The Law Is What It Is
The Law is what it is–a majestic edifice, sheltering all of us, each stone of which rests on another.
John Galsworthy, 1910.
The Bill of Rights 1689 and Magna Carta are important elements of our constitution. Magna Carta is Primary legislation and has the same status as any other legislation and is not immune from repeal or amendment. The same applies to the Bill of Rights which was an ordinary Act of Parliament passed in the ordinary way.
The Bill of Rights 1689
The document that follows is the text of the Bill of Rights.
An act for declaring the rights and liberties of the subject and settling the succession of the crown.
Whereas the lords spiritual and temporal, and commons, assembled at Westminster, lawfully, fully, and freely representing all the estates of the people of this realm, did upon the thirteenth day of February, in the year of our Lord one thousand six hundred eighty eight [1688/9] present unto their Majesties then called and known by the names and stile of William and Mary, prince and princess of Orange, being present in their proper persons, a certain declaration in writing, made by the said lords and commons, in the words following: viz.
Whereas the late King James The Second, by the assistance of divers evil counsellors, judges, and ministers employed by him, did endeavour to subvert and extirpate the protestant religion, and the laws and liberties of this kingdom.
|1||By assuming and exercising a power of dispensing with and suspending of laws, and the execution of laws, without consent of parliament.|
|2||By committing and prosecuting divers worthy prelates, for humbly petitioning to be excused concurring to the said assumed power.|
|3||By issuing and causing to be executed a commission under the great seal for erecting a court called, The court of commissioners for ecclesiastical causes.|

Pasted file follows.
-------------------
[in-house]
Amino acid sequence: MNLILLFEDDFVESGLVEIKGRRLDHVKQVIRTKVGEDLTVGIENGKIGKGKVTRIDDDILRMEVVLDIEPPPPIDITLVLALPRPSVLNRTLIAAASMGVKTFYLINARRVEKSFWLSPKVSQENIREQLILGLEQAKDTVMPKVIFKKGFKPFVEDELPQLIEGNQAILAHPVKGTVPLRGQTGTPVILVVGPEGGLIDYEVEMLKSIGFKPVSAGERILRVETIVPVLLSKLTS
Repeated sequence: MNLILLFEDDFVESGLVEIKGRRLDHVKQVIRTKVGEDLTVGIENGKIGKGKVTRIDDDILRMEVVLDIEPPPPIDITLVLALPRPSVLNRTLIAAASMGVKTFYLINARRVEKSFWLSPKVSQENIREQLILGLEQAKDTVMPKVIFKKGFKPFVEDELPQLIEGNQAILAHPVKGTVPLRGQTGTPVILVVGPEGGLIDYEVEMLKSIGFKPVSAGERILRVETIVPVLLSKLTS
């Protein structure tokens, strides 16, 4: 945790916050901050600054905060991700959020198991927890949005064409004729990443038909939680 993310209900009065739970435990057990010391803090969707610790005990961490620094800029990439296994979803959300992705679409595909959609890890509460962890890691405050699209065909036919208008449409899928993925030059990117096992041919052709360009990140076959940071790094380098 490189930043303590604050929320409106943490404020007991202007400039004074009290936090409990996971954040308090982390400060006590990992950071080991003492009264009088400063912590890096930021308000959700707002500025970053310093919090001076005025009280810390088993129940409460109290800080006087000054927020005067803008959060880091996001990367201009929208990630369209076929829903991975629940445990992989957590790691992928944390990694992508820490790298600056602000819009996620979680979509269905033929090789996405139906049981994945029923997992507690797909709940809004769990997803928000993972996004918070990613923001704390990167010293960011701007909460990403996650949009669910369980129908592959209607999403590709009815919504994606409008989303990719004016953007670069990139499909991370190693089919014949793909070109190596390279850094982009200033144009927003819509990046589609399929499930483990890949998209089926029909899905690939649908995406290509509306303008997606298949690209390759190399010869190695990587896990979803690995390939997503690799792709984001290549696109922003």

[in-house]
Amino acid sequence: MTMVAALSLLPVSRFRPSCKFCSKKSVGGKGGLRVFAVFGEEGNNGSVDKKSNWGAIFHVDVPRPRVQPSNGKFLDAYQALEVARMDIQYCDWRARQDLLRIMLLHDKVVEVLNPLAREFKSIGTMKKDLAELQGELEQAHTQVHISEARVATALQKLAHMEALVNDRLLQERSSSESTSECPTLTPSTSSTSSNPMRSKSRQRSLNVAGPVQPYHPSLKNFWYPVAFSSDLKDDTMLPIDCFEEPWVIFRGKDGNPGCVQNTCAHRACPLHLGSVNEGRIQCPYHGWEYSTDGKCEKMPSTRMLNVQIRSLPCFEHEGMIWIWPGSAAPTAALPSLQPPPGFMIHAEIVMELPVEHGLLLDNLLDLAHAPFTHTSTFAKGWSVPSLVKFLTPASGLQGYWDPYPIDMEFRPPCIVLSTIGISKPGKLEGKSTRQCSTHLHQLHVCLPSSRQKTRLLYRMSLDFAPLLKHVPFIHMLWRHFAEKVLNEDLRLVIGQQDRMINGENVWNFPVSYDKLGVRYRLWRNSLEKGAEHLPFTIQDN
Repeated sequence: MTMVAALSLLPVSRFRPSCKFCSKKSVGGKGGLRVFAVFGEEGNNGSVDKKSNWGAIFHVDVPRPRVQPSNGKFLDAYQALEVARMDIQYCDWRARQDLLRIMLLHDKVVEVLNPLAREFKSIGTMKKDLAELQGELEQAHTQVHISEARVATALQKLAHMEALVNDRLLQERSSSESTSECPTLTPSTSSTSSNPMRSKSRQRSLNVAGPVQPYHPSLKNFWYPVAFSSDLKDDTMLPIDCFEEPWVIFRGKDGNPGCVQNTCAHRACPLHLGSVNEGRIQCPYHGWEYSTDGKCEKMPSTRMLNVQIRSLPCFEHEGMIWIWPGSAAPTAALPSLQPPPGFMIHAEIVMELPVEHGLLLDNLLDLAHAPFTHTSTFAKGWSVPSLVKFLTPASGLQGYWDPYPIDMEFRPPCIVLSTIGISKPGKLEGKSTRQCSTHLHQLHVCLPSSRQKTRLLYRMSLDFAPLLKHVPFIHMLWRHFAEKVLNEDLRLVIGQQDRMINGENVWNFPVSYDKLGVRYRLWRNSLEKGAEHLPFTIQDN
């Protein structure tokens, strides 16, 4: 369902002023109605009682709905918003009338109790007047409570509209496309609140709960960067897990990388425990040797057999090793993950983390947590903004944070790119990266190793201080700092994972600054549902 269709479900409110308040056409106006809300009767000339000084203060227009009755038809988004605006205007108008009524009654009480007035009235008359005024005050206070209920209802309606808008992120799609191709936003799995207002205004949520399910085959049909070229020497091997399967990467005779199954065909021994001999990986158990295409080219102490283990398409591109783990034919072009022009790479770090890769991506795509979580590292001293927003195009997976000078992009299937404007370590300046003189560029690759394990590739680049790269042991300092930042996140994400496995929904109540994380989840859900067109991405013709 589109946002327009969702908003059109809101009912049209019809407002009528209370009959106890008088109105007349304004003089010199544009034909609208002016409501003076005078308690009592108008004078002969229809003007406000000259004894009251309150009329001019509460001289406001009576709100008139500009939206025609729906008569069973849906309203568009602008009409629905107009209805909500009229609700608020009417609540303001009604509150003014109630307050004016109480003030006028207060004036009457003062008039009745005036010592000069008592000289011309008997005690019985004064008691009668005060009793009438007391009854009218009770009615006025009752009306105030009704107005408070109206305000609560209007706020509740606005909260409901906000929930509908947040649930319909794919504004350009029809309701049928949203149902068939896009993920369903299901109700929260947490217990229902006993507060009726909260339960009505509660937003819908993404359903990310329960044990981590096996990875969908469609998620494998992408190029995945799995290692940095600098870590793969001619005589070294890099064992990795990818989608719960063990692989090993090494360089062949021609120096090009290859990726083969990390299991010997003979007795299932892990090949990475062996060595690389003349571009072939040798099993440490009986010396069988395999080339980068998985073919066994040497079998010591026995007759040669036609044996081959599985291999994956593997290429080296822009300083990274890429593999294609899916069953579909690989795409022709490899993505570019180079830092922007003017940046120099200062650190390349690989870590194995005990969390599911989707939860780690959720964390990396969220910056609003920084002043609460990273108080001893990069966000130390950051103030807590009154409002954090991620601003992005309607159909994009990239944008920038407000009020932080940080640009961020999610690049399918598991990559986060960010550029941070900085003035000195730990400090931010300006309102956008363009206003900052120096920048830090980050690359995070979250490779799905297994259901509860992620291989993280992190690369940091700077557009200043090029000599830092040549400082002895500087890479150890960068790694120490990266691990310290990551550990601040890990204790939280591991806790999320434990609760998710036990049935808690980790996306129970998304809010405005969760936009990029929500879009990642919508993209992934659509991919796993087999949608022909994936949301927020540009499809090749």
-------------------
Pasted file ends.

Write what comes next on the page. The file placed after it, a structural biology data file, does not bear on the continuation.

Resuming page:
|4||By levying money for and to the use of the crown, by pretence of prerogative, for other time, and in other manner, than the same was granted by parliament.|
|5||By raising and keeping a standing army within this kingdom in time of peace, without consent of parliament, and quartering soldiers contrary to law.|
|6||By causing several good subjects, being protestants, to be disarmed, at the same time when papists were both armed and employed, contrary to law.|
|7||By violating the freedom of election of members to serve in parliament.|
|8||By prosecutions in the court of King’s bench, for matters and causes cognizable only in parliament; and by divers other arbitrary and illegal courses.|
|9||And whereas of late years, partial, corrupt, and unqualified persons have been returned and served on juries in trials and particularly divers jurors in trials for high treason, which were not freeholders.|
|10||And excessive bail hath been required of persons committed in criminal cases, to elude the benefit of the laws made for the liberty of the subjects.|
|11||And excessive fines have been imposed; and illegal and cruel punishments inflicted.|
|12||And several grants and promises made of fines and forfeitures, before any conviction or judgment against the persons, upon whom the same were to be levied.|
That the freedom of speech, and debates or proceedings in parliament, ought not to be impeached or questioned in any court or place out of parliament.